Use this thread to post anything related to the Stoic life today. If you are blogging on the Stoic week or doing a Youtube diary, feel free to link to those from here.
And, if you have the time, do you have any reflections on the Stoic week as a whole to date?
‘There is one type of person who, whenever he has done a good deed to another, expects and calculates to have the favour repaid. There is a second type of person who does not calculate in such a way but who, nevertheless, deep within himself regards the other person as someone who owes him something and he remembers that he has done the other a good deed.
But there is a third type of person who, in some sense, does not even remember the good deed he has done but who, instead, is like a vine producing its grape, seeking nothing more than having brought forth its own fruit, just like a horse when it has run, a dog when it has followed its scent and a bee when it has made honey. This man, having done one good deed well, does not shout it about but simply turns his attention to the next good deed, just like the vine turns once again to produce its grape in the right season.’
So what practical advice do the Stoics give us about building resilience? Well, this is a philosophy that can be studied for a lifetime and more detailed accounts are available. An excellent modern guide to Stoicism already exists in the book A Guide to the Good Life: The Ancient Art of Stoic Joy by Prof. William Irvine, an academic philosopher in the USA (Irvine, 2009). My own writings, especially my book The Philosophy of Cognitive-Behavioural Therapy, have focused on describing the relationship between Stoicism and modern psychotherapy (Robertson, 2010; Robertson, 2005).
I’ve been practising aspects of Stoicism for a few years now, although I feel that for a long time I was just scraping the surface and I’m sure that in years to come I’ll look back on my current practice as a pretty “lightweight” effort. I’m a cognitive-behavioural therapist and I feel it’s important for me to try to put into practice as many of the things I use with clients as possible. However, CBT is largely designed for use with people who have specific mental health problems, clinically severe anxiety or depression, etc. It helps people with certain problems but it has no clearly-defined goal for us to pursue in relation to life in general. I felt that I needed a broader philosophical framework, therefore, in order to apply these therapeutic strategies to my own personal development. (I wrote my book on the subject partly to help me reconcile the techniques I liked from modern therapy with the kind of philosophical system I liked: Stoicism.)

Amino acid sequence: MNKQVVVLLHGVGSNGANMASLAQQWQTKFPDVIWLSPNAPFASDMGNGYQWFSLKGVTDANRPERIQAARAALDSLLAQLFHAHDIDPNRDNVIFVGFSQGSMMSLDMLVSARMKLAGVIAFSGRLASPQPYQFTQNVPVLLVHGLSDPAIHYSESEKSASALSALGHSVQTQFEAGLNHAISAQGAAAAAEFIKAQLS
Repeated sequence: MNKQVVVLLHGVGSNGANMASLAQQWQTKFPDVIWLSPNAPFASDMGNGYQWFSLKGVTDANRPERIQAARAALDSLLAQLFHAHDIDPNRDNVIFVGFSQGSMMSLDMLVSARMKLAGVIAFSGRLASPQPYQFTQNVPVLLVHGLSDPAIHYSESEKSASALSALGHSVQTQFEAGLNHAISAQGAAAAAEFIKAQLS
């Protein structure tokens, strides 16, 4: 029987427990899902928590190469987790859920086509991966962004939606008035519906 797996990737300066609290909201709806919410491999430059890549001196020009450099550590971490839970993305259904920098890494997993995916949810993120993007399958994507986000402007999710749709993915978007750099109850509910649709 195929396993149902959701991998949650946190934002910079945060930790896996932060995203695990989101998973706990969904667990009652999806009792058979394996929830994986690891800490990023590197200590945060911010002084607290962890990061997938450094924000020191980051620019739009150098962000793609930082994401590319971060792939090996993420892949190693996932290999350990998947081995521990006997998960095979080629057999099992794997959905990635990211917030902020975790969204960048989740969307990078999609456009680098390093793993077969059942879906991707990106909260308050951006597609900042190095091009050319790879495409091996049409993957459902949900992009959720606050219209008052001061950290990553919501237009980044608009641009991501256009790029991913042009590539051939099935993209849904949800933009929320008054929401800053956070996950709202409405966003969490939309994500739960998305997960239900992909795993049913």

I wanted to share some personal reflections, for a change. Hopefully this will encourage other students of Stoicism to talk about their experiences during Stoic Week and beyond. I don’t pretend to be an expert on the Stoic way of life but maybe some of these comments will inspire thoughts from others and help fuel a bit of discussion.
@Stoicweek #Stoicweek Do you have any questions? Are you encountering any obstacles? Do you have any thoughts or observations to share with others?
How are you getting on with @StoicWeek?
Please comment below and share your experiences with Stoic Week.
Do you have any questions?
Are you encountering any obstacles?
Do you have any thoughts or observations to share with others?
Good news! We only set up the Twitter account a few days ago and already have nearly 100 followers @Stoicweek and #Stoicweek. We’ve also had nearly 350 votes on our online poll “Who is your favourite Stoic?” Cast your vote to see the results so far.
Who then is free? The wise man who is master of himself, who remains undaunted in the face of poverty, chains and death, who stubbornly defies his passions and despises positions of power, a man complete in himself, smooth and round, who prevents extraneous elements clinging to his polished surface, who is such that when Fortune attacks him she maims only herself. Can you lay claim to a single one of these qualities? – Horace